An uncertain future for the infamous San Quentin prison
Just across the bay from the iconic city of San Francisco, famous for music, the peace movement and liberal values, looms the equally iconic San Quentin State Prison, which houses over 5,000 prisoners.
San Quentin has one of the largest death rows in the world. The ongoing debate over the future of the death penalty in the state has brought the spotlight onto this dark corner of California, which many locals would prefer was left to its darkness.
Although 66% of Californians still support the death penalty, according to a 2009 poll done by the University of California, that figure is down markedly from 79% in 1989. Only 26% supported capital punishment if a viable alternative sentence was offered.
“There is a higher level of accurate understanding today that life in prison without the possibility of parole is the real alternative to the death penalty under California law,” said Prof. Craig Haney, who carried out the study.
Abolition in Illinois makes waves
In the wake of the decision of Illinois Governor Pat Quinn to abolish the death penalty in his state, the debate over abolition in California has started to boil.
The ethical critique of the death penalty system has been around for years, and is led by, among others, World Coalition member Death Penalty Focus, a nationwide organization based in San Francisco. Mike Farrell, the organization’s president, commented in a recent interview: “I believe we are moving now, ever more rapidly, to a point where abolition is inevitable.”
Huge costs of an outdated system
According to the poll, however, the two main reasons for the slide in support for capital punishment seem to be increased awareness of the fallibility of the system, and, even more importantly, its cost.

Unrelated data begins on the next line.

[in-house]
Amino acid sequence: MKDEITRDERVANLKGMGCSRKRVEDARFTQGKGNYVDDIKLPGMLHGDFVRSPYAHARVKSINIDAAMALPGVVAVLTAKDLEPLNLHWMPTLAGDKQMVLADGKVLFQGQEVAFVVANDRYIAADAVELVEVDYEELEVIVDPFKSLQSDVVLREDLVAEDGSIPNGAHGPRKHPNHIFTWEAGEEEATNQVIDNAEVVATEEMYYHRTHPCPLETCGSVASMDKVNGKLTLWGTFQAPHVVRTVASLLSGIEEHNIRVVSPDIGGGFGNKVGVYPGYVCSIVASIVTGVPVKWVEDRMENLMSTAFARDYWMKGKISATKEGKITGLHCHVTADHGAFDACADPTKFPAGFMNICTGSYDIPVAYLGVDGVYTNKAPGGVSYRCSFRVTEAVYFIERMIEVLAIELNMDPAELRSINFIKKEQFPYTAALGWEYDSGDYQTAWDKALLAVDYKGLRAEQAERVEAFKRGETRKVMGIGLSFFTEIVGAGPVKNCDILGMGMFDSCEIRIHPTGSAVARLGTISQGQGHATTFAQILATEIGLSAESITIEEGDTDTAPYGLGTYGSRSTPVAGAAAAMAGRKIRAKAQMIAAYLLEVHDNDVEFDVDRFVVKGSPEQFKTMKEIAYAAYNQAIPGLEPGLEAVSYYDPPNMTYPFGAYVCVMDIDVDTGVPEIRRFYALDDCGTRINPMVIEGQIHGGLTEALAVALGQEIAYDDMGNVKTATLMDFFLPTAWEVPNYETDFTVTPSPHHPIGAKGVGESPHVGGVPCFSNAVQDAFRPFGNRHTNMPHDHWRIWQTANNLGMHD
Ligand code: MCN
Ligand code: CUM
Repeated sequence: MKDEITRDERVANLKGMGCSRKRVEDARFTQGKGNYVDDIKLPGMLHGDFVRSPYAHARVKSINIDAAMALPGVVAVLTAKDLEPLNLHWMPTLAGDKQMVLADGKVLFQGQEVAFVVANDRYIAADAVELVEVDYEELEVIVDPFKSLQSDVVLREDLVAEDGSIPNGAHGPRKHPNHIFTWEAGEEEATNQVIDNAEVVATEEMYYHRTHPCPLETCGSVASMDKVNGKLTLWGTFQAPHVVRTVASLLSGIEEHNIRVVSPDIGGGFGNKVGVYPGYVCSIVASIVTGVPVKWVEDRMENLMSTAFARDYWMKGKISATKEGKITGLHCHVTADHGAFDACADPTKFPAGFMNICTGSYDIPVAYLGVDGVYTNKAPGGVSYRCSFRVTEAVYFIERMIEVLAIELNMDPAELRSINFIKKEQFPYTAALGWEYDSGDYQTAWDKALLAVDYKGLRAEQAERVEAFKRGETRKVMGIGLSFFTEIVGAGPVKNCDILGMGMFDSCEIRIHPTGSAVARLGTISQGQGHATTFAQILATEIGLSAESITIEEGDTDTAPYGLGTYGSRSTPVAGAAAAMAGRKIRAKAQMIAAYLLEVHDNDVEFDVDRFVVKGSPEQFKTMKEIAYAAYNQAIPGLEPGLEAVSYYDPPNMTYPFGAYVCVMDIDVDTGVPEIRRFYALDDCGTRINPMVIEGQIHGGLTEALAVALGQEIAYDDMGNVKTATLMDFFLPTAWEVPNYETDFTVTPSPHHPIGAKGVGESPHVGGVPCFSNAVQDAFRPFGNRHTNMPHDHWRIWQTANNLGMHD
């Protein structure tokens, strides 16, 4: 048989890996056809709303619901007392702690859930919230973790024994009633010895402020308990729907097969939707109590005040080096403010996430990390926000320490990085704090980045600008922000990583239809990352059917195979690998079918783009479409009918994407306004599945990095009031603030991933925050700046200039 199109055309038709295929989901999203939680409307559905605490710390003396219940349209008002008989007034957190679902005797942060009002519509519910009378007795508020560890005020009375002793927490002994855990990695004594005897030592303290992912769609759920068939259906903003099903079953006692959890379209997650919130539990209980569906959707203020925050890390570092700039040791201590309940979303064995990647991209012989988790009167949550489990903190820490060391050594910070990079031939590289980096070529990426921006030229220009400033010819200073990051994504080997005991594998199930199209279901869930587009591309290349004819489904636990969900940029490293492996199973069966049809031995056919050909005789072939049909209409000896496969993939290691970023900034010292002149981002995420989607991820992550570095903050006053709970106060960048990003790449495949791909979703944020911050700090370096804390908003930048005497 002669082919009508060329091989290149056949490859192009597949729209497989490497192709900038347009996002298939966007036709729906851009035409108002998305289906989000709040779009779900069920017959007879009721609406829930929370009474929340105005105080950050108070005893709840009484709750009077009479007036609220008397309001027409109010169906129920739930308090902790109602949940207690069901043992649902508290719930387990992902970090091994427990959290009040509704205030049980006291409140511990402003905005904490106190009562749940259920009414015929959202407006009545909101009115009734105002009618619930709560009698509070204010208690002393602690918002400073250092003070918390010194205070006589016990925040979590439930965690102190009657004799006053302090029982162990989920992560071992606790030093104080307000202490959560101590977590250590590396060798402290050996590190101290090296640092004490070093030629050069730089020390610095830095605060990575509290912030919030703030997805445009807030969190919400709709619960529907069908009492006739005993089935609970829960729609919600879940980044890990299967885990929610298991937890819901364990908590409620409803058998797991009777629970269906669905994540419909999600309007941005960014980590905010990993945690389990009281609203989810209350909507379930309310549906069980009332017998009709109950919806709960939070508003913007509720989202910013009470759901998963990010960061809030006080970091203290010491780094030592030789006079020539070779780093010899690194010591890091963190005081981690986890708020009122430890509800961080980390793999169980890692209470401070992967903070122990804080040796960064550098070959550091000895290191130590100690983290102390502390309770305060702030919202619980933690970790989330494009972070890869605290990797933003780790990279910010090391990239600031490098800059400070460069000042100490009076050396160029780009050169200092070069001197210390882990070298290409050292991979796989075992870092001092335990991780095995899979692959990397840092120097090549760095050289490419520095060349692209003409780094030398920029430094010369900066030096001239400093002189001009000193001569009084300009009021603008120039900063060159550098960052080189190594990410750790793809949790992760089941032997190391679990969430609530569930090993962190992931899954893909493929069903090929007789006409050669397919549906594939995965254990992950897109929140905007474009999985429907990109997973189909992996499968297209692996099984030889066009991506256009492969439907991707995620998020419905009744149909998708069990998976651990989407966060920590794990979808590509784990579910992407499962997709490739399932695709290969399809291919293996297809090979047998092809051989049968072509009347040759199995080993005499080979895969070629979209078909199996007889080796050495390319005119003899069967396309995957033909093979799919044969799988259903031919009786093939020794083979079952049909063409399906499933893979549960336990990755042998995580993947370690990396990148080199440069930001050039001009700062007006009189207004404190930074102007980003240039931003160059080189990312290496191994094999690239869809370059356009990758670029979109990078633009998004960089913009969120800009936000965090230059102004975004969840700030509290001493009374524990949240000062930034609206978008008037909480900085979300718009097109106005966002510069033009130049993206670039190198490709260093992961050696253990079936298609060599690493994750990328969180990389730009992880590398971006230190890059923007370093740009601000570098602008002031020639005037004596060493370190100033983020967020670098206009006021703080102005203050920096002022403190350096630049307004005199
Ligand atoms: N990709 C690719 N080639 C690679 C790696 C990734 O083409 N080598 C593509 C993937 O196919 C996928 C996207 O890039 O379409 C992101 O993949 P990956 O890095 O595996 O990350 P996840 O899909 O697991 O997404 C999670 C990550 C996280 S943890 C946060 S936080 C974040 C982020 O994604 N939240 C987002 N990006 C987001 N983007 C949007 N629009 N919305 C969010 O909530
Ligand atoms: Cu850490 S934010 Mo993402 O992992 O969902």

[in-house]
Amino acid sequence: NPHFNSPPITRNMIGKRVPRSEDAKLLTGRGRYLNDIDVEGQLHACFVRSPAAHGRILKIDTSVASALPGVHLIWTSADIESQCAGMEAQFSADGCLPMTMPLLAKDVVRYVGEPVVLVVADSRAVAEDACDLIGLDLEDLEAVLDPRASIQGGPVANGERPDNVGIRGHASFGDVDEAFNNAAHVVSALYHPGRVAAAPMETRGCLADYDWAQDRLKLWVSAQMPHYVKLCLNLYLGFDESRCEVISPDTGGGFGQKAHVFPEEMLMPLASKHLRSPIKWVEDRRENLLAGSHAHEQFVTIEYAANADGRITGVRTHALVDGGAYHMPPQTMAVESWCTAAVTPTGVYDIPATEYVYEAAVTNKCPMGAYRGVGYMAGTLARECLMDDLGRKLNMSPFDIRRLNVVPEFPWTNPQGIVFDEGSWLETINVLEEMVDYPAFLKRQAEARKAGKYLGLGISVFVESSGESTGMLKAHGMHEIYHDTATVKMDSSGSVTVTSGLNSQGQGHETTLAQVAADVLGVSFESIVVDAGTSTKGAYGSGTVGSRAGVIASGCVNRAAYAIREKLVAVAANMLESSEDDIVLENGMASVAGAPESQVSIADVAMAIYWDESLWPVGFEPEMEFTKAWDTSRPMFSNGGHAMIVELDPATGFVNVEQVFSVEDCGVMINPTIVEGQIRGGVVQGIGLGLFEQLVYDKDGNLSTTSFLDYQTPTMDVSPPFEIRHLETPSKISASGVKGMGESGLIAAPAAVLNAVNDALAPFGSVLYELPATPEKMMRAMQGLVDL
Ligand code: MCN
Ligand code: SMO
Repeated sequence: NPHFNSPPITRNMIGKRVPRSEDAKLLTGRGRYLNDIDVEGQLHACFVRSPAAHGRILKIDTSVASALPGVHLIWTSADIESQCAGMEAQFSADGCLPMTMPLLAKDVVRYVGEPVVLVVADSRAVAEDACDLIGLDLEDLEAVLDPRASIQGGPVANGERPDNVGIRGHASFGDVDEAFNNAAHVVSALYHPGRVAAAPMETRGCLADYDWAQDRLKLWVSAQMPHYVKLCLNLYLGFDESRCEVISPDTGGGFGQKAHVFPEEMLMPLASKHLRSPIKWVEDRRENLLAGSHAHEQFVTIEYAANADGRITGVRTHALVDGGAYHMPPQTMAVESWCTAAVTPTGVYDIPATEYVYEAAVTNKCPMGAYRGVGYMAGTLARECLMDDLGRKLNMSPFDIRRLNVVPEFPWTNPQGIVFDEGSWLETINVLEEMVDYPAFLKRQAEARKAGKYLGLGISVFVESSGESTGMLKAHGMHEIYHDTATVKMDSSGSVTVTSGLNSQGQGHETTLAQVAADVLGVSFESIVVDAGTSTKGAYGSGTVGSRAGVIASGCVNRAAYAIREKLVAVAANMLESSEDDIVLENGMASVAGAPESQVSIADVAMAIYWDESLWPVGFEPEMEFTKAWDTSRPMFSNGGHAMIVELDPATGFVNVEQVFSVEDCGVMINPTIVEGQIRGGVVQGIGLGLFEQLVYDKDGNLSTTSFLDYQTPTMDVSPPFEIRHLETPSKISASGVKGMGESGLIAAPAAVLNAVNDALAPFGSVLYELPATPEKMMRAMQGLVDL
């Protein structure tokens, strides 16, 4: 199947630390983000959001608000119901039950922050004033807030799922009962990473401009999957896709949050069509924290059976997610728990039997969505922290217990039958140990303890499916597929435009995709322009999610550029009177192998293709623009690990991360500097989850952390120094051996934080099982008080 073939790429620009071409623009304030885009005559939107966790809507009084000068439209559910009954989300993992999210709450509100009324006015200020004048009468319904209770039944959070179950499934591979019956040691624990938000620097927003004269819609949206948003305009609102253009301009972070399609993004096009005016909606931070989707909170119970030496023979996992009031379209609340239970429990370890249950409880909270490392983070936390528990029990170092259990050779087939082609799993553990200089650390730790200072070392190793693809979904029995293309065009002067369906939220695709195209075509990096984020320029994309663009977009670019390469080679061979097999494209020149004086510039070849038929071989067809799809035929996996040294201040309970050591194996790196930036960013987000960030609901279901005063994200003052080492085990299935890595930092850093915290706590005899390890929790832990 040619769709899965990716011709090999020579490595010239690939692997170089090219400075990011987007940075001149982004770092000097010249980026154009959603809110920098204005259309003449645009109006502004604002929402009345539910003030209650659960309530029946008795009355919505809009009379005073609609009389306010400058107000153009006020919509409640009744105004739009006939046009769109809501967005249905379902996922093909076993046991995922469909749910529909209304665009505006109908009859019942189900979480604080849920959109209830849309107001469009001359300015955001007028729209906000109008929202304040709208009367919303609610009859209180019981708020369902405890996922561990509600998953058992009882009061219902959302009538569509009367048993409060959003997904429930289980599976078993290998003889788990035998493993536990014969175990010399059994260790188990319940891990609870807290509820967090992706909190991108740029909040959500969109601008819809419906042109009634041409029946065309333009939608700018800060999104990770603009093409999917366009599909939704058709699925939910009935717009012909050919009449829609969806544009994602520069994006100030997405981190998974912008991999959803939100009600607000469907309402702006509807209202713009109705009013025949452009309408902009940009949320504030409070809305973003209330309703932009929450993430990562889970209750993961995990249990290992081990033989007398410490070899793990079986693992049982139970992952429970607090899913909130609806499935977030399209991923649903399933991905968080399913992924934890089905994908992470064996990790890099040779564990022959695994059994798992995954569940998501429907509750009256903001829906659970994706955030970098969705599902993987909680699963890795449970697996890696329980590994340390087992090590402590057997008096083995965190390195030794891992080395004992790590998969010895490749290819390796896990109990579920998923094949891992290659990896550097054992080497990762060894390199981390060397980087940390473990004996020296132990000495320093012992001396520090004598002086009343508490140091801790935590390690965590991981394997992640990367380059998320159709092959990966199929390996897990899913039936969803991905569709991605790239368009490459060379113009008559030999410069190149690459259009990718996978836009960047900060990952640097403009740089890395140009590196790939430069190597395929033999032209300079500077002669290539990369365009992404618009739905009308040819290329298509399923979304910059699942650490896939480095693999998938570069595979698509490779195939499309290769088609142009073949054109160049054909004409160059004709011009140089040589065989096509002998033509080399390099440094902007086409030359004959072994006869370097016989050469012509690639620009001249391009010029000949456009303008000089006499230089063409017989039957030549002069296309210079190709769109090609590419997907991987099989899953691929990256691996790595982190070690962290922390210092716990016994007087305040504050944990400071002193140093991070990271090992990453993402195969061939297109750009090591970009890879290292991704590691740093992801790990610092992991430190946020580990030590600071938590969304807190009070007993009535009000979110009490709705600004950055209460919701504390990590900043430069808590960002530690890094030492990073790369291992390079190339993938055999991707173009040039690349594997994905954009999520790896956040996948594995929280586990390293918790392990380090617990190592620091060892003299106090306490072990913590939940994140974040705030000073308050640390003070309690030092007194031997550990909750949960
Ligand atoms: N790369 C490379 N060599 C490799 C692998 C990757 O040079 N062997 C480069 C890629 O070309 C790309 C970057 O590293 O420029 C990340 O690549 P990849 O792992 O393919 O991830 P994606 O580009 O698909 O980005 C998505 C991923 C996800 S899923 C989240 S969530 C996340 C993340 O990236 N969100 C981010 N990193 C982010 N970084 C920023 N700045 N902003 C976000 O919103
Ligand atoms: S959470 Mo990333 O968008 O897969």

During the fallout of the banking crisis a few years ago, the $400 million project for refurbishing San Quentin’s crumbling death row generated much publicity, and much interrogation. The average prisoner on San Quentin’s death row has been waiting there for 24 years, and the costs involved in keeping them there are astronomical – an estimated total of $1 billion over the next five years.
As a result, the abolition debate in California is getting more attention now than it has since the 1970s. The $140 million cost of a new execution facility, that has yet to be used due to a court injunction, has been frequently in the media. An editorial in the Los Angeles Times last week clamouring that “California should be the next [to abolish the death penalty]” generated a good amount of controversy.
So what is the future of the death penalty in California? It’s difficult to say for sure, but with costs at San Quentin spiralling out of control, and budgets in the state being cut to the quick, the future of its death penalty system seems as uncertain as any abolitionist could hope for.